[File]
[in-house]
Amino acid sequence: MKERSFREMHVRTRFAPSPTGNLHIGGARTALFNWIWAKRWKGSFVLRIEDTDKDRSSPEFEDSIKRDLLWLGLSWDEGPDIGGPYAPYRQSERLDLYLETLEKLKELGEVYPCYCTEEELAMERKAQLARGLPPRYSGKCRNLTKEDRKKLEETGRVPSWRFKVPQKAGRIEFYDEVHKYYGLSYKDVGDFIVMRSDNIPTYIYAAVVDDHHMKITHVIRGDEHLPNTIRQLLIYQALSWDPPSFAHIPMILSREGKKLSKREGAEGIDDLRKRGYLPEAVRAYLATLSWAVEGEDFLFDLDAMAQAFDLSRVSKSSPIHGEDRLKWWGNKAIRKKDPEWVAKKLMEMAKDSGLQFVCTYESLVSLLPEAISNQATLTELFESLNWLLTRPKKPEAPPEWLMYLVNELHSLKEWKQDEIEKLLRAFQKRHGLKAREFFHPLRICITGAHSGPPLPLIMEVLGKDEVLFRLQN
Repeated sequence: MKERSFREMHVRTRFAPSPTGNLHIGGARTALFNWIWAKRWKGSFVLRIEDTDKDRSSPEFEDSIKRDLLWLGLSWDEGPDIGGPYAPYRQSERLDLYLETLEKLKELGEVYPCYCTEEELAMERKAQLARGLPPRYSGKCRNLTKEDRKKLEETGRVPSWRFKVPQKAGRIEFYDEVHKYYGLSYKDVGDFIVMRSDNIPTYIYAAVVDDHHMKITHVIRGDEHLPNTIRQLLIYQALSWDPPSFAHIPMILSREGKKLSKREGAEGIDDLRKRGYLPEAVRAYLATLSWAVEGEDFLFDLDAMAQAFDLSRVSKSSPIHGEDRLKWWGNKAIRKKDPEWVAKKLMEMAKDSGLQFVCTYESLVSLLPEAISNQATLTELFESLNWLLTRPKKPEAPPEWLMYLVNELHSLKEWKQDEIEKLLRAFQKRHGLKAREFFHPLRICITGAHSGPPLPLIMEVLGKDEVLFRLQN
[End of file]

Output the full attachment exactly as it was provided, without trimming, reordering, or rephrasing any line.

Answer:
[in-house]
Amino acid sequence: MKERSFREMHVRTRFAPSPTGNLHIGGARTALFNWIWAKRWKGSFVLRIEDTDKDRSSPEFEDSIKRDLLWLGLSWDEGPDIGGPYAPYRQSERLDLYLETLEKLKELGEVYPCYCTEEELAMERKAQLARGLPPRYSGKCRNLTKEDRKKLEETGRVPSWRFKVPQKAGRIEFYDEVHKYYGLSYKDVGDFIVMRSDNIPTYIYAAVVDDHHMKITHVIRGDEHLPNTIRQLLIYQALSWDPPSFAHIPMILSREGKKLSKREGAEGIDDLRKRGYLPEAVRAYLATLSWAVEGEDFLFDLDAMAQAFDLSRVSKSSPIHGEDRLKWWGNKAIRKKDPEWVAKKLMEMAKDSGLQFVCTYESLVSLLPEAISNQATLTELFESLNWLLTRPKKPEAPPEWLMYLVNELHSLKEWKQDEIEKLLRAFQKRHGLKAREFFHPLRICITGAHSGPPLPLIMEVLGKDEVLFRLQN
Repeated sequence: MKERSFREMHVRTRFAPSPTGNLHIGGARTALFNWIWAKRWKGSFVLRIEDTDKDRSSPEFEDSIKRDLLWLGLSWDEGPDIGGPYAPYRQSERLDLYLETLEKLKELGEVYPCYCTEEELAMERKAQLARGLPPRYSGKCRNLTKEDRKKLEETGRVPSWRFKVPQKAGRIEFYDEVHKYYGLSYKDVGDFIVMRSDNIPTYIYAAVVDDHHMKITHVIRGDEHLPNTIRQLLIYQALSWDPPSFAHIPMILSREGKKLSKREGAEGIDDLRKRGYLPEAVRAYLATLSWAVEGEDFLFDLDAMAQAFDLSRVSKSSPIHGEDRLKWWGNKAIRKKDPEWVAKKLMEMAKDSGLQFVCTYESLVSLLPEAISNQATLTELFESLNWLLTRPKKPEAPPEWLMYLVNELHSLKEWKQDEIEKLLRAFQKRHGLKAREFFHPLRICITGAHSGPPLPLIMEVLGKDEVLFRLQN